We took the trolley bus to the Wedgewood Resort Hotel, which was actually a large apartment-type complex that used to house the families of the men working on the Alaska pipeline back in the '70's. The car museum might be owned by the same guy who owns the hotel, but I got mixed answers when I asked people. In the hotel complex were several small displays, including a relocated old trapper's cabin.
There is also a bird observatory and some kind of aircraft exhibit on the grounds, but we didn't see them.
The museum reminded me of the one in Gateway, Colorado. This one had more cars, some of which aren't on display currently. These cars are all from the 1898-1936 years, each with a detailed explanation. Many of these cars were the first of their kind to have certain innovations, and several were the last of their kind. We spent a couple hours there, but I'll only include a few photos.
The cars were arranged in order of their year of manufacture, with a special display of significant cars from Alaska history. There were also lots of photos and movies of old cars and motorcycles in Alaska, and many displays of period clothing. Entry was $4.
Um... a white car:
Okay, I thought to take a photo of the signs of many of the other cars.
The trolley bus had broken down (a common occurrence, we were told), so we had to wait a while for its replacement to take us back to our hotel. On the way, it stopped at several other hotels and shopping sites. It also stopped at Pioneer Park, which might be worth visiting to see the historic displays. We weren't that interested, so we skipped it and went back to the hotel.
The day was partly sunny and warmish.
Next to our hotel was Big Daddy's BBQ, where we had a great platter of meat. Yum.
We played Uno again for hours, but this time Laurie didn't stand a chance.
Friday, July 2, 2010
Laurie made calls to check in with folks back home, including our house-sitter. All was well.
We had slept through the breakfast buffet, so we went back next door to Big Daddy's BBQ for their lunch buffet. A very meaty breakfast.
We hit the road on a mostly sunny day, and it pretty much stayed that way. There was a brief period of cloudiness and brief sprinkle, but it was nice ride. Well, aside from riding the many gravel patches and construction delays again.
There is a large river expanse in this area, but it was still a surprise to see a fan boat on the side of the road with a "for sale" sign on it.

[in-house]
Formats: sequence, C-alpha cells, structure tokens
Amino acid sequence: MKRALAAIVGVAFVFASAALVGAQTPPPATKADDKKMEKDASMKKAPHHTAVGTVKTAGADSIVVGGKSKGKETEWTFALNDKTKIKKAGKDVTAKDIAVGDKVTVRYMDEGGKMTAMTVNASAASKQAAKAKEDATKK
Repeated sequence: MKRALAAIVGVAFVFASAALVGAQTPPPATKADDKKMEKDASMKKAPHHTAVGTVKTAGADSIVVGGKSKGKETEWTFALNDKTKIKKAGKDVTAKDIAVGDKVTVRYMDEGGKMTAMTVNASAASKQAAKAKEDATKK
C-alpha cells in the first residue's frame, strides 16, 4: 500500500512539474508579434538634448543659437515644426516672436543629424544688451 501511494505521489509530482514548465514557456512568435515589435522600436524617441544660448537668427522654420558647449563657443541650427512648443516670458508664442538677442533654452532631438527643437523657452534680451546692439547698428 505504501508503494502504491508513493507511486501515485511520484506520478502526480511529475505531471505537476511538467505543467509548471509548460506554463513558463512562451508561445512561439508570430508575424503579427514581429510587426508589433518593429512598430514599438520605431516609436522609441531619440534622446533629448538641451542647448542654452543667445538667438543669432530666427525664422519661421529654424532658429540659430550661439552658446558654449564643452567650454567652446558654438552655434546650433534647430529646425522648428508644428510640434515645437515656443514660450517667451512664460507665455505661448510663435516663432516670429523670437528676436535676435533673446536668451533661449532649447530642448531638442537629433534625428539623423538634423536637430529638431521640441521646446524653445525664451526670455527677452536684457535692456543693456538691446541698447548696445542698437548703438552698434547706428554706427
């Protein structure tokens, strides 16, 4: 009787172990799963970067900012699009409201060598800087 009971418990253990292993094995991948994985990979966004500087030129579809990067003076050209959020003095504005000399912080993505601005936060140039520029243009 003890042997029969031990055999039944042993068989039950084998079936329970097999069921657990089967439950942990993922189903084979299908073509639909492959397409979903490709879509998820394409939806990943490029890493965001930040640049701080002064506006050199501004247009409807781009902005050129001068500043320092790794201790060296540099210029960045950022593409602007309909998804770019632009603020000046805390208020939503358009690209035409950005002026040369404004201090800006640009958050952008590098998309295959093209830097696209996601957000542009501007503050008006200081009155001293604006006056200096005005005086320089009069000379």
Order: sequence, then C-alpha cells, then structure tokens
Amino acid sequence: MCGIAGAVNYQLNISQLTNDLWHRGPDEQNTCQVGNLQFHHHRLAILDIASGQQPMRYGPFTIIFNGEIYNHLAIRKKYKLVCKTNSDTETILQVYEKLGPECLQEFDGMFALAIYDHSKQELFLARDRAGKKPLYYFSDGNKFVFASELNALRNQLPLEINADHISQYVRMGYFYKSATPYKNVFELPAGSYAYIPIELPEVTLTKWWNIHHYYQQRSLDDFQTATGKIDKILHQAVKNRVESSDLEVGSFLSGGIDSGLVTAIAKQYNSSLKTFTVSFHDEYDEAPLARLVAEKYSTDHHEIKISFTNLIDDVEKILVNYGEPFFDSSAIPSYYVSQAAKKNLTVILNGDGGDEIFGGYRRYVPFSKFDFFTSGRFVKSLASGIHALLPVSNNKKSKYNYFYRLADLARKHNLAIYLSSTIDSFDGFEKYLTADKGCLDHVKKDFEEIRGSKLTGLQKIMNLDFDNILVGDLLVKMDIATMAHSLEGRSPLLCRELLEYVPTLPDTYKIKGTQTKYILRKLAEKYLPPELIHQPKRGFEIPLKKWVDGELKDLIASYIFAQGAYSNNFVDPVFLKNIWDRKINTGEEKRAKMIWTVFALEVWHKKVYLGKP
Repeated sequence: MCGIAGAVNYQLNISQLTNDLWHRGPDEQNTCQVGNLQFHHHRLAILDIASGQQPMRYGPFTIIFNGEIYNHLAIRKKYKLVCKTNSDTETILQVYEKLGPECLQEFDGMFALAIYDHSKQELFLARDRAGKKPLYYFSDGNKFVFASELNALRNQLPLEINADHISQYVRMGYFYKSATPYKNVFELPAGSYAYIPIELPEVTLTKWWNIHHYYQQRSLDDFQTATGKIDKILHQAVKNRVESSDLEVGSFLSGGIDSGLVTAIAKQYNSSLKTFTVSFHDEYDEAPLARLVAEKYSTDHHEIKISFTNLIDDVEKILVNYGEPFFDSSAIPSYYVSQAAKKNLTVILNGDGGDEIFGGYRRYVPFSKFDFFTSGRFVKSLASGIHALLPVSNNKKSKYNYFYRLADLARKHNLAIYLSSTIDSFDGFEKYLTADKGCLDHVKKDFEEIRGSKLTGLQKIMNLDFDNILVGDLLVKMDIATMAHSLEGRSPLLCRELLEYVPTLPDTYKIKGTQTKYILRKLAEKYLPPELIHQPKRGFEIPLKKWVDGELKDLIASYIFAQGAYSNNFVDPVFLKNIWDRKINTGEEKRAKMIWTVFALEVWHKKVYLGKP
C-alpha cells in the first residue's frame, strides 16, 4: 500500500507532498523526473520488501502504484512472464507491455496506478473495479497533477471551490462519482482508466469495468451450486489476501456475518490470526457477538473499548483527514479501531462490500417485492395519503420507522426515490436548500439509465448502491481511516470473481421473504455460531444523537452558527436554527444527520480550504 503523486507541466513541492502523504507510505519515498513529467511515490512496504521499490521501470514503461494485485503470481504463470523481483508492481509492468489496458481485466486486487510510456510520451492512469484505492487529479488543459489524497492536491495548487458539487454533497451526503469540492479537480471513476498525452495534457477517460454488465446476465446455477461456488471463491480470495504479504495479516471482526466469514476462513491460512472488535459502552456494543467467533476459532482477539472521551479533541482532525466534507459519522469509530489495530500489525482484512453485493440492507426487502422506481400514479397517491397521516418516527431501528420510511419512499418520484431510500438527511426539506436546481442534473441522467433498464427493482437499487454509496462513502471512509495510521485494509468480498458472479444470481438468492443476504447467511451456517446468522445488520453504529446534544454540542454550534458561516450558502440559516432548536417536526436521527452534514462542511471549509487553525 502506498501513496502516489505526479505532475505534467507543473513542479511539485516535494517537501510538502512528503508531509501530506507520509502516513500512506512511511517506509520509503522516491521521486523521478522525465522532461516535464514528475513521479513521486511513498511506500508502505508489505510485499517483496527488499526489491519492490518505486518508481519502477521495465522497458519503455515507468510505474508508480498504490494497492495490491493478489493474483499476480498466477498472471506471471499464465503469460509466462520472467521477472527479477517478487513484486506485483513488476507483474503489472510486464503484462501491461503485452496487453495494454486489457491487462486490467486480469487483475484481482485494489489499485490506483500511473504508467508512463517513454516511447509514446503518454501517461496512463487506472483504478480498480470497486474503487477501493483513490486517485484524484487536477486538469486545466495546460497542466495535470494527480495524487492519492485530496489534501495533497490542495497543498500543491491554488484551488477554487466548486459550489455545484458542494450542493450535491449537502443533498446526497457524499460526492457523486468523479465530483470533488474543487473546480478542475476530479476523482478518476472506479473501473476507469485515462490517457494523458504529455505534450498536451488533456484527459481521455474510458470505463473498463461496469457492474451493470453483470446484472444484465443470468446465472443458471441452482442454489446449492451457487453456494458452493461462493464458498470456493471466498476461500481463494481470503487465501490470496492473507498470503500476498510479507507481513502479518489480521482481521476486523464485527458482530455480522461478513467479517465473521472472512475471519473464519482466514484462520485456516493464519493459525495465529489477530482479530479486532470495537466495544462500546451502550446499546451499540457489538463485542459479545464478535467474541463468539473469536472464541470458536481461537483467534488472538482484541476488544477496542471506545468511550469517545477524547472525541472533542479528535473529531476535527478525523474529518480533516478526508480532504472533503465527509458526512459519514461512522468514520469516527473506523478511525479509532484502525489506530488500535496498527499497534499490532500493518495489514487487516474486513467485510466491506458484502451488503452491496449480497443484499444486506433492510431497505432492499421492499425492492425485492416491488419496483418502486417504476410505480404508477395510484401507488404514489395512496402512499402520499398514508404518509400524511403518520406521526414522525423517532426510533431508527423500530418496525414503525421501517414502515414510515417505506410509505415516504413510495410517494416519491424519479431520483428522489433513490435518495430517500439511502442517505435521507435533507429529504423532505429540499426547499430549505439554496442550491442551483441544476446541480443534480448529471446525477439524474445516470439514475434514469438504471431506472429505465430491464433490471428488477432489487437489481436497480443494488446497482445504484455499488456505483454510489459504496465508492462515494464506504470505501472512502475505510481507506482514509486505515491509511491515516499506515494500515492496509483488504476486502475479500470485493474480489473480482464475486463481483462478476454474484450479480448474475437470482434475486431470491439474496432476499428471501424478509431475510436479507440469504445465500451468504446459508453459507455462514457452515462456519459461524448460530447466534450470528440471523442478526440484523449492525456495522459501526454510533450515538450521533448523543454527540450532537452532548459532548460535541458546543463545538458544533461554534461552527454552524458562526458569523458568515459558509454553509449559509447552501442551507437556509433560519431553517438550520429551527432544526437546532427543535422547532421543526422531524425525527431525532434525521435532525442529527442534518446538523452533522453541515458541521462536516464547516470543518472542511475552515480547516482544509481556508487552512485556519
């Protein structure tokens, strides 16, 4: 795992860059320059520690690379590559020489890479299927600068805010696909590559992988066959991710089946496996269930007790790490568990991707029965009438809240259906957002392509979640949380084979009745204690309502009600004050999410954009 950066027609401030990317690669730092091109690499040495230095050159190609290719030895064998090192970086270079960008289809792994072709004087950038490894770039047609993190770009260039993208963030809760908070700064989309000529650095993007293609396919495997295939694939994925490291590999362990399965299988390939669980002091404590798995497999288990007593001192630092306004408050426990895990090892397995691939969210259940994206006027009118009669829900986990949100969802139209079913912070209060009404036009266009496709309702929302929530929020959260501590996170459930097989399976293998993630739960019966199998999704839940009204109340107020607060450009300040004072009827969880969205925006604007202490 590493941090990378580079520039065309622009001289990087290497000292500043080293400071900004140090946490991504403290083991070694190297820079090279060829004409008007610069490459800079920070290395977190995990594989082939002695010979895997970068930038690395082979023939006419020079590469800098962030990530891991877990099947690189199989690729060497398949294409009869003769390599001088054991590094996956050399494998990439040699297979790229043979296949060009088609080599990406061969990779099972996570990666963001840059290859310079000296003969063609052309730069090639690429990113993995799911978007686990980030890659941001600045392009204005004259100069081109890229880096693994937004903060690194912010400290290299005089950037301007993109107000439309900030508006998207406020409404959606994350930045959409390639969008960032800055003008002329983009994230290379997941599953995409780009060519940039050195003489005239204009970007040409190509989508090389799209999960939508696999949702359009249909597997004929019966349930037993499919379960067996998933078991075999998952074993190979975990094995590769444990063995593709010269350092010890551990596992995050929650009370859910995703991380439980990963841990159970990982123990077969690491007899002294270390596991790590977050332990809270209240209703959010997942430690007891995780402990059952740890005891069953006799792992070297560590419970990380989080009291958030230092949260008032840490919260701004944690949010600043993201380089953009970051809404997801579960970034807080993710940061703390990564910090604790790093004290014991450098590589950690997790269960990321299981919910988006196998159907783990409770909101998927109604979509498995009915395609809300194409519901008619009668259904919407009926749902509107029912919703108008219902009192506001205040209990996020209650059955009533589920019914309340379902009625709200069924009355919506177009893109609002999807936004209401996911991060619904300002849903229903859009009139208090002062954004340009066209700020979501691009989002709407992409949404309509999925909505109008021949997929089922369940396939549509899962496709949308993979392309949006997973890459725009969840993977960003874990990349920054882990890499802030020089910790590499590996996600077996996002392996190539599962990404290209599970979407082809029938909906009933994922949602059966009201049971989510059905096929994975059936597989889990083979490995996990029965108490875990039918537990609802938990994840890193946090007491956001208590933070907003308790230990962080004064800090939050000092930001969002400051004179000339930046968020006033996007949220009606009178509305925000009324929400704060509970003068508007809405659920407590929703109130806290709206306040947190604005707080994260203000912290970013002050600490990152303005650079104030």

My bike's rear wheel was wobbling when I got to higher speeds. I had somehow managed to leave my regular axle wrench at home, so I had used a small crescent wrench when I had put my wheel back on yesterday. I suspected that the axle nut wasn't tight enough, so I stopped and used a larger wrench (which I had the foresight to buy this very morning!) to snug everything down. Yup, that fixed it.
Next was a renewal of the engine stuttering and jerking that I hadn't had in weeks. It wasn't the fuel or vacuum hoses, so it was either air or spark. It got bad enough that we stopped in Delta Junction where I cleaned and re-oiled my air filter. I ride faster in the long gravel sections, so I eat a lot more traffic dust than Laurie does. The filter looked dirty, so it benefited from a cleaning, but it didn't look bad enough to account for the engine stumbling. I drained the carb's float bowl as well, just in case.
Onward. We passed two moose along the road. The first one got all self-conscious when we circled back to take a closer look and it disappeared into the woods. The second one just ignored us, so we got a few pics.
The engine got all jerky again, stumbling and stuttering worse and worse. I almost stopped on the side of the highway to work on the carburetor. For no reason, it then smoothed out and ran fine for most of the way to Tok. I hate when something goes wrong with how the bike is running. I hate it more when I don't know why it was running badly. I hate it worst of all when it mysteriously heals itself, making me think that it isn't really healed... it's just waiting to spring a whole new shitstorm on me at any time.
The day mostly looked like this:
But looked like this briefly:
We only rode back to Tok, which took about four hours with my maintenance stops.
This time, we were able to get a room behind Fast Eddy's. We had made the whole ride from where we had last refueled prior to Fairbanks (274 miles ago) on one tank of gas, and hadn't hit reserve on either tank. My mileage had been 47 MPG for that stretch, averaging about 55-60 MPH on the highway. Not bad, loaded the way I was.
After eating at Fast Eddy's, I worked all the Sudoku and Crossword puzzles in the local paper and then did photo management and got this narrative caught up.
Saturday, July 3, 2010
Our plan was to get back into Canada today, which seemed wrong since tomorrow was the 4th of July. Shouldn't we tarry in Alaska for a day? For the Fourth?
Well... shouldn't we? Hmmmmm...?
Yes, we should.
We bailed out of Young's Motel...
... and headed out into another cool day. The mostly-cloudy day became all-cloudy before we had gotten very far.